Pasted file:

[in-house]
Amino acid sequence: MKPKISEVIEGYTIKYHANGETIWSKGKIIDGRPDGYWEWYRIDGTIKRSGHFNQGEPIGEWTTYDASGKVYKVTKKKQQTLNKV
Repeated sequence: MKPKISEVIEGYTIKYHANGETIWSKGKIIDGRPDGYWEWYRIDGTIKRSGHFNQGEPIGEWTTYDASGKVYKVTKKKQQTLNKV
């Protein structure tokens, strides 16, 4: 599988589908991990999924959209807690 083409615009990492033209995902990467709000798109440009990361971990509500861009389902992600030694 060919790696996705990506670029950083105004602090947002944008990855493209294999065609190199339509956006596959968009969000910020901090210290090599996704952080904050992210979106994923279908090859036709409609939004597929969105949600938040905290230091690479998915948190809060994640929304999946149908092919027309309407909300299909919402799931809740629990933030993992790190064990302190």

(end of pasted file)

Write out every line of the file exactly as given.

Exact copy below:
[in-house]
Amino acid sequence: MKPKISEVIEGYTIKYHANGETIWSKGKIIDGRPDGYWEWYRIDGTIKRSGHFNQGEPIGEWTTYDASGKVYKVTKKKQQTLNKV
Repeated sequence: MKPKISEVIEGYTIKYHANGETIWSKGKIIDGRPDGYWEWYRIDGTIKRSGHFNQGEPIGEWTTYDASGKVYKVTKKKQQTLNKV
């Protein structure tokens, strides 16, 4: 599988589908991990999924959209807690 083409615009990492033209995902990467709000798109440009990361971990509500861009389902992600030694 060919790696996705990506670029950083105004602090947002944008990855493209294999065609190199339509956006596959968009969000910020901090210290090599996704952080904050992210979106994923279908090859036709409609939004597929969105949600938040905290230091690479998915948190809060994640929304999946149908092919027309309407909300299909919402799931809740629990933030993992790190064990302190």